Very quickly, as they buzz past buses and women in stalls and lunchtime workers on their way back to the bank or telegraph office, Arn lifts himself up onto his knees, turns around over the back of the seat, and pecks a kiss on Luc's cheek.
He plainly could not help it. Luc doesn't blame him. Arn was overcome. But Luc does not know what to make of it. In the end, he decides to pity. His friend could not help it, but he got over-excited, he is from a different culture, and you have to be aware of imposing Western meanings. It was a familial kiss...
No it wasn't.
As it happens, Luc's gut instinct is right. But Ryman puts himself in a position that invites such misunderstandings. The King's Last Song is a book that would speak for a nation; it forces the (presumed Western) reader into the role of an observer, a tourist. For the most part this works: Ryman ensures we never forget that we're (inevitably) placing our own interpretation onto the story, even as he makes it clear just how responsible such tourism is for Cambodia's current state. This is a novel, then, that instead of focusing on individual responsibility for historical atrocity explores -- often brilliantly -- how a society can be twisted, and how in turn it can twist its members. Sinn Rith, a corrupt general, is essentially right when he argues to himself that his corruption is necessary to support his family. Similarly, Map is absolved of responsibility by a new government for his Khmer Rouge-era crimes and classified as a "misled person." These are not comfortable thoughts. If you like, both characters are condoned by their society -- but both are haunted, unable to deny their actions, or their consequences. Looked at in this light, Ryman's novel is in some ways reminiscent of Mary Doria Russell's A Thread of Grace. That book explores the fate of the Jews of Northern Italy in the second half of World War II; like The King’s Last Song, it is a dark story, but one that has almost unwavering faith in the fundamental decency of human beings. Neither book denies atrocity, but neither pretends that atrocity is the end of the story. Like Russell's Nazi deserter, Werner Schramm, Map has done many questionable things; and though his soul may be damned, his heart is not.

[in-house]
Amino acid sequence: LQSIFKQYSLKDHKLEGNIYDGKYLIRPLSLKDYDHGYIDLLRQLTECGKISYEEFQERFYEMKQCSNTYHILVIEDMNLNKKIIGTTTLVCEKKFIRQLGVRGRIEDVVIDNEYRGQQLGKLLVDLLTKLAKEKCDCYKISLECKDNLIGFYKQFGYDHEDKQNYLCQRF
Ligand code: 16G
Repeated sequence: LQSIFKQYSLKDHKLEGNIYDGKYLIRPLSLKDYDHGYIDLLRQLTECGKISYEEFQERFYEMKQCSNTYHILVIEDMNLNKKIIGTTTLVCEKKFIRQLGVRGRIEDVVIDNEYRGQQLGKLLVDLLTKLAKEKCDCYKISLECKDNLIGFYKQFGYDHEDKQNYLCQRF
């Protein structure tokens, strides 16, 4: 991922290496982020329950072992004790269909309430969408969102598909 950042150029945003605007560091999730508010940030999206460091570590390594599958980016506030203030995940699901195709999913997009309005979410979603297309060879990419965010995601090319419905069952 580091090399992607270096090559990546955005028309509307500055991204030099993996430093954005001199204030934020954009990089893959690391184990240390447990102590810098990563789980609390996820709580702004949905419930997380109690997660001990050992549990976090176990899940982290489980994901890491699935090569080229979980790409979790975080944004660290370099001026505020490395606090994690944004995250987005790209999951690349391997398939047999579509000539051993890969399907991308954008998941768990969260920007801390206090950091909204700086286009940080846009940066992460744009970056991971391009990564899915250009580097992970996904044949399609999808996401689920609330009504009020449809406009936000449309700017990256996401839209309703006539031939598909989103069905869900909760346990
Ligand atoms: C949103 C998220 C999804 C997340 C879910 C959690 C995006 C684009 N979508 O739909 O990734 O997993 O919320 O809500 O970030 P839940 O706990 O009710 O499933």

But Russell is not telling her story as an outsider. Ryman is, and therefore surely risks misinterpreting a familial kiss. Compassion, the inheritance of Jayavarman, guides the characters, but at times seems also to distort Ryman's vision. It's a trap -- making the characters just a little better, just a little more honorable, than is truly believable -- that Air could easily haven fallen into but didn't. The result this time around is slightly less certain. The book sometimes rings false; sometimes feels balanced on the edge of being patronizing.
In the end it steps away. In part this is simply because Ryman is so clearly aware that the trap of excessive empathy is there. For example, Luc, the only Western character in the book, is arguably doomed because he loves Cambodia too uncritically. But in addition, the sly positioning of the story as a moment in time makes it clear that absolution is not guaranteed, whether for Map or for the country as a whole. Jayavarman's book is found "on 11th April, in a version of 2004," and by the end the tale it contains, and with it ownership of Cambodia's history, has been gifted to all Cambodians as common knowledge. It is a luminous reunion of heart and soul, moving and honest. It never happened. So The King's Last Song is not a prescription; it's a wish, and we should be glad Ryman had the freedom to write it. Have hope, it says, face forward. Things can change.
The King's Last Song by Geoff Ryman